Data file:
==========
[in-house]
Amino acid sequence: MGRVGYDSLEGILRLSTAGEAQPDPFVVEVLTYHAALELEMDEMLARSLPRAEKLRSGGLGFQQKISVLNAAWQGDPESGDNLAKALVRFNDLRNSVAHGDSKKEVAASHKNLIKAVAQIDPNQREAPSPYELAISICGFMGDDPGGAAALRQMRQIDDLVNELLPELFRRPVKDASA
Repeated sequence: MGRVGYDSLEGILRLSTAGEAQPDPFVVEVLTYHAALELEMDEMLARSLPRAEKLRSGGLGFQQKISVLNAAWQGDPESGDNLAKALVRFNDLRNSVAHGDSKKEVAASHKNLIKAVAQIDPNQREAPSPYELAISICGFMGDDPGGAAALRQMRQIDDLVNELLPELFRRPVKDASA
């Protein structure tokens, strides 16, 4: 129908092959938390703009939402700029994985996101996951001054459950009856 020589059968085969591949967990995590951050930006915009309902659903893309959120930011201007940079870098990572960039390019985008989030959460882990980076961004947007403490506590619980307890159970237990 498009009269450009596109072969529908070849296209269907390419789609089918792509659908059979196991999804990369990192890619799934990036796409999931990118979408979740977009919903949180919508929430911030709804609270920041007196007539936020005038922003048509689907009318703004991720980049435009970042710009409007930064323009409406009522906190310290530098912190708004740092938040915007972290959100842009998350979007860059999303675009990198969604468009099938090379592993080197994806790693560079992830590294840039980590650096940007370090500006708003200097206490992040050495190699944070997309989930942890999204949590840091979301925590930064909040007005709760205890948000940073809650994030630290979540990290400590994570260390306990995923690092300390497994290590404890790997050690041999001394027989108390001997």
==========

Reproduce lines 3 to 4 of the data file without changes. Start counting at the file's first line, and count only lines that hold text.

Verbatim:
Repeated sequence: MGRVGYDSLEGILRLSTAGEAQPDPFVVEVLTYHAALELEMDEMLARSLPRAEKLRSGGLGFQQKISVLNAAWQGDPESGDNLAKALVRFNDLRNSVAHGDSKKEVAASHKNLIKAVAQIDPNQREAPSPYELAISICGFMGDDPGGAAALRQMRQIDDLVNELLPELFRRPVKDASA
């Protein structure tokens, strides 16, 4: 129908092959938390703009939402700029994985996101996951001054459950009856 020589059968085969591949967990995590951050930006915009309902659903893309959120930011201007940079870098990572960039390019985008989030959460882990980076961004947007403490506590619980307890159970237990 498009009269450009596109072969529908070849296209269907390419789609089918792509659908059979196991999804990369990192890619799934990036796409999931990118979408979740977009919903949180919508929430911030709804609270920041007196007539936020005038922003048509689907009318703004991720980049435009970042710009409007930064323009409406009522906190310290530098912190708004740092938040915007972290959100842009998350979007860059999303675009990198969604468009099938090379592993080197994806790693560079992830590294840039980590650096940007370090500006708003200097206490992040050495190699944070997309989930942890999204949590840091979301925590930064909040007005709760205890948000940073809650994030630290979540990290400590994570260390306990995923690092300390497994290590404890790997050690041999001394027989108390001997």